We empirically tested the result in Theorem 2 by verifying whether the output BN of BN2SPN2BN was the moral closure of the input BN .

For a fixed number of variables, we exhaustively construct all possible connected BNs. That is, we discard disconnected BNs as well as cases not forming a DAG.

Table 1 describes our experiments. The number of variables ran from 2 through 7 inclusive. The number of BNs is given in the second line. The total number of possible elimination orderings is given in the third line. Finally, the last line reports the total number of trials that were conducted. In each and every case, our compilation-decompilation process returned the moral closure of the input BN .

2 3 4 5 6 7
# BNs 1 3 21 315 9.8K 615K
# elim ord 1 2 6 24 120 720
# trials 1 6 126 7.6K 1.1M 448M
Table 1: Synthetic benchmark BNs. Numbers rounded

5.2 SPN Decompilation and Interpretability

Here, we want to demonstrate how the decompilation algorithm can be used to better understand an SPN learned from data. Let us we decompile the well-known SPN structure, called a region graph, first suggested in [poon2011sum].

The SPN structure in [poon2011sum] leverages local structure in an image dataset. The idea is to select all rectangular regions, with the smallest regions corresponding to pixels. Subsequently, for each rectangular region, all possible ways to decompose it into two rectangular subregions are considered. This recursive procedure yields a valid SPN structure formed by layers of sum and product nodes known as a region graph [dennis2012learning, peharz2018probabilistic]. By construction, given the height and width of an image, a region graph is unique.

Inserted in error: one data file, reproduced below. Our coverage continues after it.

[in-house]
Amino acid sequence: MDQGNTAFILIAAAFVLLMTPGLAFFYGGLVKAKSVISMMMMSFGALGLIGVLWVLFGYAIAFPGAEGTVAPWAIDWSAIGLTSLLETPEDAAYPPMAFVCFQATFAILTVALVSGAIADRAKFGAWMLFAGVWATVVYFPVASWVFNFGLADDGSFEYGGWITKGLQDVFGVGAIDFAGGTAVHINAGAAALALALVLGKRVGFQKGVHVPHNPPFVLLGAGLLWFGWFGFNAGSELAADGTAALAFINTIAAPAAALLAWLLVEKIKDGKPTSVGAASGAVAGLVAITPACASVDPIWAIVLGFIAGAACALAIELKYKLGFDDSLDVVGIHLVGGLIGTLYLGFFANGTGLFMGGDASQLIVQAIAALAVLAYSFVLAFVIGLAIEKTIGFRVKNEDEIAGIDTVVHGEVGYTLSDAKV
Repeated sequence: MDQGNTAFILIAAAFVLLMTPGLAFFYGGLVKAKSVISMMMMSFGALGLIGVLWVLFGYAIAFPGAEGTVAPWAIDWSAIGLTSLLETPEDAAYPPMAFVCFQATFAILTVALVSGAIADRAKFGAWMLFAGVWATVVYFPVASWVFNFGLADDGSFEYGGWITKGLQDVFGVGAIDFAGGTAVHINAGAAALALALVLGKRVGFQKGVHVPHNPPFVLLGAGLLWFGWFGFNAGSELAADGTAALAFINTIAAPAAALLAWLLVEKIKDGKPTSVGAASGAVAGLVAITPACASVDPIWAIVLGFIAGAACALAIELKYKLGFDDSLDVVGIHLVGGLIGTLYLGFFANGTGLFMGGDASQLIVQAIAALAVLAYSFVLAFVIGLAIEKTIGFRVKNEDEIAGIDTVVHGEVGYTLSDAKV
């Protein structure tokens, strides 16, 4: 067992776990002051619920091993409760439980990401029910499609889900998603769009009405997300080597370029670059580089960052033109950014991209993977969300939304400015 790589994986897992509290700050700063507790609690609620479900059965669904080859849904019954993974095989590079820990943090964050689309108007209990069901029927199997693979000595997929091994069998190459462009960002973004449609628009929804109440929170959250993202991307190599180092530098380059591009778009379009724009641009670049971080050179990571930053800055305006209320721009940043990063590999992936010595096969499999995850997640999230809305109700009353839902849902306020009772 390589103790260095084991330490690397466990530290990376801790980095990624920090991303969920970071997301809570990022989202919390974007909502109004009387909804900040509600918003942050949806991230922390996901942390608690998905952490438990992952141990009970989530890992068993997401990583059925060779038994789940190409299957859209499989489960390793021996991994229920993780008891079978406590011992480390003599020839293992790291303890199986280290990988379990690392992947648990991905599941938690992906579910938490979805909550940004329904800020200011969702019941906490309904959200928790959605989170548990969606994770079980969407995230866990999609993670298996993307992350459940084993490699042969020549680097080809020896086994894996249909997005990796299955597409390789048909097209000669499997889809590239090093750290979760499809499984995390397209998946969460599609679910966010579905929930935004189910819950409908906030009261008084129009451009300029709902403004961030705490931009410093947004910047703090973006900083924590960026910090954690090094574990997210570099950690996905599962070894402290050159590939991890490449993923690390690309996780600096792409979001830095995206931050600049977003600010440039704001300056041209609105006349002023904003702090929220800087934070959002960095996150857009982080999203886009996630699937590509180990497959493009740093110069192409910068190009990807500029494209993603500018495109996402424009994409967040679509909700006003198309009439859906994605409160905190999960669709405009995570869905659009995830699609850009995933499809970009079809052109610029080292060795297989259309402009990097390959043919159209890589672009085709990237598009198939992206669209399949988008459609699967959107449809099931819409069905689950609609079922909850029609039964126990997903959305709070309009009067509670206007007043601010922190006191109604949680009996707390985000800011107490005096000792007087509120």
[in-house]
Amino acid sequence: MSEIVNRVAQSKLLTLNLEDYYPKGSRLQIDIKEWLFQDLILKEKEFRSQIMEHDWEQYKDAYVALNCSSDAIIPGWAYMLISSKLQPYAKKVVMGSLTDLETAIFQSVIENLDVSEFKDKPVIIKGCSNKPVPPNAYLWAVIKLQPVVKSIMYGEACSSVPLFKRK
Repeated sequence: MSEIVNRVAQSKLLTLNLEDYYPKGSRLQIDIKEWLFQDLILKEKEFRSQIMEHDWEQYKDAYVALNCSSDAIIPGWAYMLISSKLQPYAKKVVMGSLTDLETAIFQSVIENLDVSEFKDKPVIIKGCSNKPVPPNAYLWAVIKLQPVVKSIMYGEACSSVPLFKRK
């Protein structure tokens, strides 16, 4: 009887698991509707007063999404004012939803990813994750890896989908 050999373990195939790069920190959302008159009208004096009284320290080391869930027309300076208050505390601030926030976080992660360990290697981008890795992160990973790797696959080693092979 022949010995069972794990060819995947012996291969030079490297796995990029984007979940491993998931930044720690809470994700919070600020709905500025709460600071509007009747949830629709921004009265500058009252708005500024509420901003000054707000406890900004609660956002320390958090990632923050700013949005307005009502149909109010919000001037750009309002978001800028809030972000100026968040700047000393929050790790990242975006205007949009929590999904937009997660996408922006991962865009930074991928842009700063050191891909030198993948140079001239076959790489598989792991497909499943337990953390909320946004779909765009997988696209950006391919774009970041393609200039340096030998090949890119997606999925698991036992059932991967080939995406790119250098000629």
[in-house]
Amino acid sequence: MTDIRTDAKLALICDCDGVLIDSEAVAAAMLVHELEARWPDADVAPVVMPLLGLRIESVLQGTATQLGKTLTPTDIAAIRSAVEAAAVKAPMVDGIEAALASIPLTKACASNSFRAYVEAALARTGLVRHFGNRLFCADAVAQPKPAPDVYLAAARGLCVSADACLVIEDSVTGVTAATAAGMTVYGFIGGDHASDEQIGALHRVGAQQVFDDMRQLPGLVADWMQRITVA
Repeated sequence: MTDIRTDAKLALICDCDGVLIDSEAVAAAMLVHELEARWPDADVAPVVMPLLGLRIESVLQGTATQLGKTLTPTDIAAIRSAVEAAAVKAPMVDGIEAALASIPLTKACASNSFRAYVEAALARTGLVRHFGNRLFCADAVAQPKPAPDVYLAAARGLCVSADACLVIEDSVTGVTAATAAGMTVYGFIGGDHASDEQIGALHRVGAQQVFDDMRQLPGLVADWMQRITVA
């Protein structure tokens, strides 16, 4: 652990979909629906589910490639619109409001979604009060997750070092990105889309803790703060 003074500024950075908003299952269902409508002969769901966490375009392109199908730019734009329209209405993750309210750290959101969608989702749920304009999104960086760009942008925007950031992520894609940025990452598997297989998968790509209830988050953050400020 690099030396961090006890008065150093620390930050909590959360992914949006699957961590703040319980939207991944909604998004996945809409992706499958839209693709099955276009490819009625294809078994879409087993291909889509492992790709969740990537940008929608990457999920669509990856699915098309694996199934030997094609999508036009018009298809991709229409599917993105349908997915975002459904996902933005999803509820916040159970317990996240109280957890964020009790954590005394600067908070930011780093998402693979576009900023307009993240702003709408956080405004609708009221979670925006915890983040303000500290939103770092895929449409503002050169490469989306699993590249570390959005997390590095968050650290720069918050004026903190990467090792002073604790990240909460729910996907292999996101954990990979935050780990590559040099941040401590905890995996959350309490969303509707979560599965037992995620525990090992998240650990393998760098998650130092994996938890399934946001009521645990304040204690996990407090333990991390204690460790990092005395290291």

We ran experiments decompiling some fixed-size region graphs. Consider an image of size 3-by-3. The region graph for such an image is depicted in Figure 4 (subfig:spn_pnd). Use SPN2BN to decompile the region graph into the BN in Figure 4 (subfig:bn_pnd).

Figure 4: An SPN structure (region graph) for a 3-by-3 image in (subfig:spn_pnd). In (subfig:bn_pnd), the decompiled BN using Algorithm 2.

We can draw independence conclusions for the BN of Figure 4 (subfig:bn_pnd) using d-separation. For instance, observing variables in the second layer (from bottom to top) of

renders some variables of the third layer dependent on each other. These dependencies can help the interpretability of SPN applications such as an autoencoder. In

[Vergari2018qu], visualization of the latent space shows that the deeper the SPN layer, the higher the level of complexity being learned. For instance, [Vergari2018qu] considers the mnist dataset of handwriting digits. Visualizing the first layers of an SPN learned on mnist shows primitive drawings such as circular and linear forms, while later layers show pieces of digits. Thus, a decompiled BN for this SPN encodes independencies between the circular/linear forms and the pieces of digits.

6 Conclusion

There is a trade-off between the high-level interpretability of classical probabilistic graphical models, such as Bayesian networks (BNs), and the inference performance of recent tractable probabilistic models, such as sum-product networks (SPNs). One way of improve performance of BNs is to compile them into SPNs, a well understood technique due to Darwiche’s seminal work on arithmetic circuits (ACs) compilation. The converse direction of SPN decompilation into BNs has received rather limited attention.